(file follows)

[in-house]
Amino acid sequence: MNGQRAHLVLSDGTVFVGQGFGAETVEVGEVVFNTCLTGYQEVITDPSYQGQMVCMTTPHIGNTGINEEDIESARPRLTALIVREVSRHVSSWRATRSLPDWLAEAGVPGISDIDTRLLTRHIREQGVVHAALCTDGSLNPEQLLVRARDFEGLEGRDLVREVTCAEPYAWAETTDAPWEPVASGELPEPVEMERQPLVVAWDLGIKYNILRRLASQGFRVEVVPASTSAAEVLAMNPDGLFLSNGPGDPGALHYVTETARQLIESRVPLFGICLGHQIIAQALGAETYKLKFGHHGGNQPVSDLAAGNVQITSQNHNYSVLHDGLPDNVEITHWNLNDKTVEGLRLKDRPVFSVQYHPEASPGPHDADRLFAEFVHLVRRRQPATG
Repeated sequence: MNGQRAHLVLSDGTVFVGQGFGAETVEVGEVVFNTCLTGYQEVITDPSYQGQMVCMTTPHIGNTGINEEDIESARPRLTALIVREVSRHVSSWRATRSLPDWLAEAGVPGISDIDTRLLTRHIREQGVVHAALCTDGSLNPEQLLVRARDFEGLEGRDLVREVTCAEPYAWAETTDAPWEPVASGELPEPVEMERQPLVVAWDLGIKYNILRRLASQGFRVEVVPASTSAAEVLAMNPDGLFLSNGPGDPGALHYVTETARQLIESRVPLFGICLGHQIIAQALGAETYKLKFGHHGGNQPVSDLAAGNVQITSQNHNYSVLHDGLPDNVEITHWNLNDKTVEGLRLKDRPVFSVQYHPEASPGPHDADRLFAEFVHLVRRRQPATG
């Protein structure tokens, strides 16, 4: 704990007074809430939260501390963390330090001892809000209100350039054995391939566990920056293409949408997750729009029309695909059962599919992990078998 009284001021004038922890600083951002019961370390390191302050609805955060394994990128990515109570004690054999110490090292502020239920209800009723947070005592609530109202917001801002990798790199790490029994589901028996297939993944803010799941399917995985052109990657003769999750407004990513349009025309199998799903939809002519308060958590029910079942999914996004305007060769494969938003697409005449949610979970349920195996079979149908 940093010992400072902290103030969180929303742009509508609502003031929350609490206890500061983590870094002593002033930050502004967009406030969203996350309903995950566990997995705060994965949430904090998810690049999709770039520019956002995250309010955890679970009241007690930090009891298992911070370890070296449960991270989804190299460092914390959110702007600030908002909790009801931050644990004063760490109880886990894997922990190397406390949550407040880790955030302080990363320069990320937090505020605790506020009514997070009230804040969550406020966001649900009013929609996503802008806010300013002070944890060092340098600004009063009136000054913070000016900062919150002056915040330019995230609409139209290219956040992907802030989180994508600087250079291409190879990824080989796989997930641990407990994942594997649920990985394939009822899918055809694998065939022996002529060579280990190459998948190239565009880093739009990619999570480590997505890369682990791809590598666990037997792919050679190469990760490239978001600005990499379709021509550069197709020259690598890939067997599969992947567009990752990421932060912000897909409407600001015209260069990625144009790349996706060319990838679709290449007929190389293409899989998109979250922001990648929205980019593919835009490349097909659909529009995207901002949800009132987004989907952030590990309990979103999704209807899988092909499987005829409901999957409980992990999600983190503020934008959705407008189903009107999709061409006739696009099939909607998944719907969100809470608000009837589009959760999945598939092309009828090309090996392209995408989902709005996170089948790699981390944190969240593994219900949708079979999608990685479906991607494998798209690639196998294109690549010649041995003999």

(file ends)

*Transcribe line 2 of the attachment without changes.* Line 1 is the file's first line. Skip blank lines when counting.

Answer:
Amino acid sequence: MNGQRAHLVLSDGTVFVGQGFGAETVEVGEVVFNTCLTGYQEVITDPSYQGQMVCMTTPHIGNTGINEEDIESARPRLTALIVREVSRHVSSWRATRSLPDWLAEAGVPGISDIDTRLLTRHIREQGVVHAALCTDGSLNPEQLLVRARDFEGLEGRDLVREVTCAEPYAWAETTDAPWEPVASGELPEPVEMERQPLVVAWDLGIKYNILRRLASQGFRVEVVPASTSAAEVLAMNPDGLFLSNGPGDPGALHYVTETARQLIESRVPLFGICLGHQIIAQALGAETYKLKFGHHGGNQPVSDLAAGNVQITSQNHNYSVLHDGLPDNVEITHWNLNDKTVEGLRLKDRPVFSVQYHPEASPGPHDADRLFAEFVHLVRRRQPATG